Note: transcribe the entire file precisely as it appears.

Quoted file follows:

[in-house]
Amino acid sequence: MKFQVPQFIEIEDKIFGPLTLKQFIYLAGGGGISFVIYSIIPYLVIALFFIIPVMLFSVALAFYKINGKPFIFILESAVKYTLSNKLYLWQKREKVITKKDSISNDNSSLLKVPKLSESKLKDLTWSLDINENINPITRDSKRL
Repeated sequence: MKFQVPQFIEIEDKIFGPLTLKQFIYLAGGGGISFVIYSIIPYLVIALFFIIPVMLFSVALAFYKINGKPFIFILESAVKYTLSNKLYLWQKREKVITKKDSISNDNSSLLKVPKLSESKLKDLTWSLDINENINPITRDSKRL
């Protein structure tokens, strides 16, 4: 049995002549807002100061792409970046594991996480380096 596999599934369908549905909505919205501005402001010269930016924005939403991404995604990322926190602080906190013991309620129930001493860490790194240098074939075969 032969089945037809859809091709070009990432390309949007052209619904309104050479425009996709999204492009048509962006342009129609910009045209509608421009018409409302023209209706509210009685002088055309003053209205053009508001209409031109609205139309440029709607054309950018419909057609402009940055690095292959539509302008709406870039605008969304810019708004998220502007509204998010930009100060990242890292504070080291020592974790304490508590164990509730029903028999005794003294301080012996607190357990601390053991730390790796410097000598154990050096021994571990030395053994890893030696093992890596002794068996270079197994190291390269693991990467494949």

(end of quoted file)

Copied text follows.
[in-house]
Amino acid sequence: MKFQVPQFIEIEDKIFGPLTLKQFIYLAGGGGISFVIYSIIPYLVIALFFIIPVMLFSVALAFYKINGKPFIFILESAVKYTLSNKLYLWQKREKVITKKDSISNDNSSLLKVPKLSESKLKDLTWSLDINENINPITRDSKRL
Repeated sequence: MKFQVPQFIEIEDKIFGPLTLKQFIYLAGGGGISFVIYSIIPYLVIALFFIIPVMLFSVALAFYKINGKPFIFILESAVKYTLSNKLYLWQKREKVITKKDSISNDNSSLLKVPKLSESKLKDLTWSLDINENINPITRDSKRL
């Protein structure tokens, strides 16, 4: 049995002549807002100061792409970046594991996480380096 596999599934369908549905909505919205501005402001010269930016924005939403991404995604990322926190602080906190013991309620129930001493860490790194240098074939075969 032969089945037809859809091709070009990432390309949007052209619904309104050479425009996709999204492009048509962006342009129609910009045209509608421009018409409302023209209706509210009685002088055309003053209205053009508001209409031109609205139309440029709607054309950018419909057609402009940055690095292959539509302008709406870039605008969304810019708004998220502007509204998010930009100060990242890292504070080291020592974790304490508590164990509730029903028999005794003294301080012996607190357990601390053991730390790796410097000598154990050096021994571990030395053994890893030696093992890596002794068996270079197994190291390269693991990467494949």